Thin film properties and surface morphology of metal free phthalocyanine films grown by organic molecular beam deposition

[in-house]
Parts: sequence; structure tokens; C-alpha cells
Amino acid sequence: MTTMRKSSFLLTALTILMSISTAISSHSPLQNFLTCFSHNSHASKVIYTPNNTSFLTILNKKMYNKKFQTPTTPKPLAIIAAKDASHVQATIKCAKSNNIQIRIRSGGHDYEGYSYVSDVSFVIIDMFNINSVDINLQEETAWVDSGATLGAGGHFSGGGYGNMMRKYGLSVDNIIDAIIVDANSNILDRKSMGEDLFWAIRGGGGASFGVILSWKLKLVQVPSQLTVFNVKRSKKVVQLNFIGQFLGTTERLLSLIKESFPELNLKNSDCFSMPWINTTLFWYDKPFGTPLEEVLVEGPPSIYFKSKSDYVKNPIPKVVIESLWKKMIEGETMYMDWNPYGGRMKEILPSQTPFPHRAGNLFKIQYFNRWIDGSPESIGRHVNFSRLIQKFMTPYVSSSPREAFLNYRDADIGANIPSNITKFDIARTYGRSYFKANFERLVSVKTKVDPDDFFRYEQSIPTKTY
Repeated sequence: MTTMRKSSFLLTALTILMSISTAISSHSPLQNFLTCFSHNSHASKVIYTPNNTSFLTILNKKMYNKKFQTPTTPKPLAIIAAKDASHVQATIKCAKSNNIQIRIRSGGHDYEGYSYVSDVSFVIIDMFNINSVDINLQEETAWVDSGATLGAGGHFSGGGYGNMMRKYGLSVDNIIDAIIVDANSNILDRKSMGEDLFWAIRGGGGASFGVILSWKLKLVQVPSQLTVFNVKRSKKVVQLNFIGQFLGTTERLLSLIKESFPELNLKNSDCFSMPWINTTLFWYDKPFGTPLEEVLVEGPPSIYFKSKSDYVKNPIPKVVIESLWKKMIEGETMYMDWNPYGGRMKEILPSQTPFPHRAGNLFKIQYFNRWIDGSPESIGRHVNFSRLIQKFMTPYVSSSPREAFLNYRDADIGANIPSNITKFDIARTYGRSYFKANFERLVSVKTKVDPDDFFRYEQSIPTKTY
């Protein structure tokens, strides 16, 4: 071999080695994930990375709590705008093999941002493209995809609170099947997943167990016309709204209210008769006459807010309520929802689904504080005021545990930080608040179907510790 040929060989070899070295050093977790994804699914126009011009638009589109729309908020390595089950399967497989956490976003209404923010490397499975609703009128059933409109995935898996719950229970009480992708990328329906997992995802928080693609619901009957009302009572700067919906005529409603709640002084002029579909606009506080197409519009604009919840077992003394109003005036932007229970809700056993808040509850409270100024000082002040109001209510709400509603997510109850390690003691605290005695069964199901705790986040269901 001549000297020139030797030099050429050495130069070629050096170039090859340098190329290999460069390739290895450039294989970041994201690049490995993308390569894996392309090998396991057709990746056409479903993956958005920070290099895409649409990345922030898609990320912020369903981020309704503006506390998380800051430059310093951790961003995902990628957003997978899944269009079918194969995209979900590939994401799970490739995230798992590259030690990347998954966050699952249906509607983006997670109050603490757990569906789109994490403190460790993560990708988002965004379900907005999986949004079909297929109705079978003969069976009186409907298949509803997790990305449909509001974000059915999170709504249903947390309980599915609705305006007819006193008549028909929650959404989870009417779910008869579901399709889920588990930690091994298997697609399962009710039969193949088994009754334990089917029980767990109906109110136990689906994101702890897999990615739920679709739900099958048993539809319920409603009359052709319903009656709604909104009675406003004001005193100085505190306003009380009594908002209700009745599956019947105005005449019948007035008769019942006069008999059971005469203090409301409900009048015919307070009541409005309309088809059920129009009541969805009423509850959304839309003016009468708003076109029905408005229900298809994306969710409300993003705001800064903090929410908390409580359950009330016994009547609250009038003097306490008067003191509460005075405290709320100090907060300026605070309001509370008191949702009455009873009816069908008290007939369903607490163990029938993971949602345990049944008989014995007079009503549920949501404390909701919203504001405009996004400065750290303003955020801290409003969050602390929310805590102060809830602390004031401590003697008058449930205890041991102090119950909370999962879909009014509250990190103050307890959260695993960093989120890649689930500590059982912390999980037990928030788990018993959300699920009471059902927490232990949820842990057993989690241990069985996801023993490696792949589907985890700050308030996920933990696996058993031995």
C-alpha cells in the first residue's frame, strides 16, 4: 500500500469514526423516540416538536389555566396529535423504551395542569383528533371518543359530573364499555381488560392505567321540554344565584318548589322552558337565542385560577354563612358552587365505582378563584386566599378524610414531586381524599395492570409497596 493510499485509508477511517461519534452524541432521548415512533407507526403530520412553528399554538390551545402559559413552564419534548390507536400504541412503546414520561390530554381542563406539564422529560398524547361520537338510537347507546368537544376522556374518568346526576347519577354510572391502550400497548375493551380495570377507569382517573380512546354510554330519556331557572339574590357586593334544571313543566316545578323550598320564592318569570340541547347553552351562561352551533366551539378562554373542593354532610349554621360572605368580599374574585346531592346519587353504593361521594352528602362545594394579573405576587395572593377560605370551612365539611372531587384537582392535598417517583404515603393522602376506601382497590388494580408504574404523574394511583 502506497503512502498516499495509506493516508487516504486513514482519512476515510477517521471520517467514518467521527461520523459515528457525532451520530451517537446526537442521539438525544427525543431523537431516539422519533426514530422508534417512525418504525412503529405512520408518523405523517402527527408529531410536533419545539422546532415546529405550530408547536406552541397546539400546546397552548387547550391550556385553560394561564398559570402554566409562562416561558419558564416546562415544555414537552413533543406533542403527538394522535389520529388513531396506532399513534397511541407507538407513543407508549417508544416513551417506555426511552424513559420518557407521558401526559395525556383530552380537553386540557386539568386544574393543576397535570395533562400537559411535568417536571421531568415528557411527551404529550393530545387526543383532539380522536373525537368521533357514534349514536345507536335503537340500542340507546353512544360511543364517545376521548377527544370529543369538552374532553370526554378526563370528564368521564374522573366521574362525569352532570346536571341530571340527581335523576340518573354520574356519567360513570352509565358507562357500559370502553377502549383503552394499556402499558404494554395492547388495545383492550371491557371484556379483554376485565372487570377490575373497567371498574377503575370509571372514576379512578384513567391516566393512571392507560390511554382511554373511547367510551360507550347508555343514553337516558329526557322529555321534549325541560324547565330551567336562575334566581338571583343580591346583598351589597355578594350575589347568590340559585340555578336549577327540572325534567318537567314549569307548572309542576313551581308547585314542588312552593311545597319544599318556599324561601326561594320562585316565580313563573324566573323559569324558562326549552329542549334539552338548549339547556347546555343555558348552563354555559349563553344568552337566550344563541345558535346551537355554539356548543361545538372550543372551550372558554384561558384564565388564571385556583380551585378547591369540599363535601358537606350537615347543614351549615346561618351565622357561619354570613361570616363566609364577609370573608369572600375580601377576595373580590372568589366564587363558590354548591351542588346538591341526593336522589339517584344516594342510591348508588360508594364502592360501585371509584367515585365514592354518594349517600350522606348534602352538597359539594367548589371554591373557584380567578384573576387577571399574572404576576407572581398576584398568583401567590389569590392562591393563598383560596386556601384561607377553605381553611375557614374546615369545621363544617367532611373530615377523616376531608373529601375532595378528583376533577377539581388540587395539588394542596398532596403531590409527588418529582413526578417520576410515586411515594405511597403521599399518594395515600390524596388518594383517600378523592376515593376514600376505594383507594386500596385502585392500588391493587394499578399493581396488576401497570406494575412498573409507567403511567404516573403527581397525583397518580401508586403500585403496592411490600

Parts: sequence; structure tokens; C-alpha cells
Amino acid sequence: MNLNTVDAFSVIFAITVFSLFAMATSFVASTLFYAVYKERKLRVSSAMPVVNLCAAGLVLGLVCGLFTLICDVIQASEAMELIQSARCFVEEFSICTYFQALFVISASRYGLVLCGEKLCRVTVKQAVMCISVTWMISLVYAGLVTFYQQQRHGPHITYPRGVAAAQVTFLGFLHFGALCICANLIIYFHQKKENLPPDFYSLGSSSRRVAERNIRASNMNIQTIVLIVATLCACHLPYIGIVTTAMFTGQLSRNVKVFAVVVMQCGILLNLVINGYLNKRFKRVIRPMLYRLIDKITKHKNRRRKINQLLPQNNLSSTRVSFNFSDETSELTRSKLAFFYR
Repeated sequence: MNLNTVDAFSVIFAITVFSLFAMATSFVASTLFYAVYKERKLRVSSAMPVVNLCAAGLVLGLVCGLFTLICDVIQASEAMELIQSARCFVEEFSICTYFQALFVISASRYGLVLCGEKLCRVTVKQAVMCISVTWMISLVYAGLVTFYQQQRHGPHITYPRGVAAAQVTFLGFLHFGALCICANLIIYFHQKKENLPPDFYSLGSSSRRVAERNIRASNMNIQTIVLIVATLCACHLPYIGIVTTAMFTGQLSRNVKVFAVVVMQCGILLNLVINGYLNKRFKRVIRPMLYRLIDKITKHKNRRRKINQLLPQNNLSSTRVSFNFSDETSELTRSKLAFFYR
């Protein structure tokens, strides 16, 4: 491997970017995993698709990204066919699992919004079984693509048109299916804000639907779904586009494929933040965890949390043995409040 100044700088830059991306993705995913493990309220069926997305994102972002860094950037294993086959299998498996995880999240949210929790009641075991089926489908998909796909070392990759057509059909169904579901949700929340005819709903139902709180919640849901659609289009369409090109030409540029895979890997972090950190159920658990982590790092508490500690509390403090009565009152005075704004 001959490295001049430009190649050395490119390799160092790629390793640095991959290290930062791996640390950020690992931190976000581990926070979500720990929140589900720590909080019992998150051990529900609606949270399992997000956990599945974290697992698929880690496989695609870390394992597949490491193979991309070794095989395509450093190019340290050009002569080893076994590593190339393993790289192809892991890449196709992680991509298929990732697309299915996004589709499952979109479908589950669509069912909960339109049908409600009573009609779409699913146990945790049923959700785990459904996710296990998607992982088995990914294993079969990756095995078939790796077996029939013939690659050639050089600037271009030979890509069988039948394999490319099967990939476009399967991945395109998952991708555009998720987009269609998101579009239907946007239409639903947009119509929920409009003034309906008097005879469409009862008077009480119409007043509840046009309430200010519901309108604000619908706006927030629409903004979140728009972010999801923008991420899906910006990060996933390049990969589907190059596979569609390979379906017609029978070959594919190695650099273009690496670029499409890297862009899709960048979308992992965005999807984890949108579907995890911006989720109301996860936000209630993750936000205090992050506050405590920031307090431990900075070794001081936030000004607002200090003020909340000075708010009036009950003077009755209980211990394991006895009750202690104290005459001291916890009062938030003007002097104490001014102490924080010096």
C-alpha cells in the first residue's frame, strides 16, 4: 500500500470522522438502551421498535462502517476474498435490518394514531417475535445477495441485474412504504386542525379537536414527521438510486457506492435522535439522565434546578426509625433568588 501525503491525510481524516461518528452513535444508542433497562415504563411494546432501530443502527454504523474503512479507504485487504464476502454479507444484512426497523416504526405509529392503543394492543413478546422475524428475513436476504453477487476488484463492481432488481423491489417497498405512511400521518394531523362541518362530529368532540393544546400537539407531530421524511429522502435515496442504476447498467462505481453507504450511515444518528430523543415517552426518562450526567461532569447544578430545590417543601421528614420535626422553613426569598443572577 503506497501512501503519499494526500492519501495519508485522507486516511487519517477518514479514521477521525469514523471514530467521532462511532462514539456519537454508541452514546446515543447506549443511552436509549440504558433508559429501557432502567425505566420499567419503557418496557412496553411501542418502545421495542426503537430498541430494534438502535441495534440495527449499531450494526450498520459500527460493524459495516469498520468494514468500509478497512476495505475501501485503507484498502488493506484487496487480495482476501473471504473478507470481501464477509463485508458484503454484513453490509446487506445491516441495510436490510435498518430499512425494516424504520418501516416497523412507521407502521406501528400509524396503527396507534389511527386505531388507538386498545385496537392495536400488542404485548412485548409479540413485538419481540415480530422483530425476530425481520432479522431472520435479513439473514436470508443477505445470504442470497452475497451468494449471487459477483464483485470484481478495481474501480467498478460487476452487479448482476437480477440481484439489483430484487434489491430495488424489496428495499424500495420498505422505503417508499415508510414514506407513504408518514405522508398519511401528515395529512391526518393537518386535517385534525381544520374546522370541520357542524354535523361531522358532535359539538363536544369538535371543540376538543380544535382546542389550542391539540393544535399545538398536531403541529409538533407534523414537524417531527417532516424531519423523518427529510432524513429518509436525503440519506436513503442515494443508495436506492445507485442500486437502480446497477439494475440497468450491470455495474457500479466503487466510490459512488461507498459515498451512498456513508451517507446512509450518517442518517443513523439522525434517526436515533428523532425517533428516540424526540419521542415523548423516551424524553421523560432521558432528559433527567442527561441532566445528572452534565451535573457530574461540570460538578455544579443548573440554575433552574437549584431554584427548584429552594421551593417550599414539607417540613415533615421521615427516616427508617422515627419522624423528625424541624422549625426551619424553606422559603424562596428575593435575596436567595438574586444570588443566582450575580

The structure, optical properties and surface morphology of thin films of metal free phthalocyanine (H2Pc) deposited in an ultra-high vacuum environment by organic molecular beam deposition have been studied using a variety of ex-situ techniques. The growth conditions have a strong influence on the properties of the films. H2Pc undergoes a phase transition (α→β) at a deposition temperature of ∽330°C, or upon post annealing a film grown at room temperature. Both the structure and optical properties of the films change and powder X-ray diffraction, electronic absorption spectroscopy, Raman and photoluminescence spectroscopies are used to characterise the differences between the two phases. Atomic force microscopy and Nomarski interference microscopy show that the lower temperature α-phase is characterised by a smooth morphology with spherical islands that show no apparent long-range order. By contrast, the β-phase has a much greater root mean square roughness and long thin needle-like crystals are observed on the surface of the films. The morphology of the β-phase depends on the method of preparation and there are two distinct types, β1 and β2. The crystallites show a preferential orientation and alignment with respect to each other for growth at room temperature followed by annealing (β1), but are randomly oriented for films grown at elevated substrate temperatures (β2).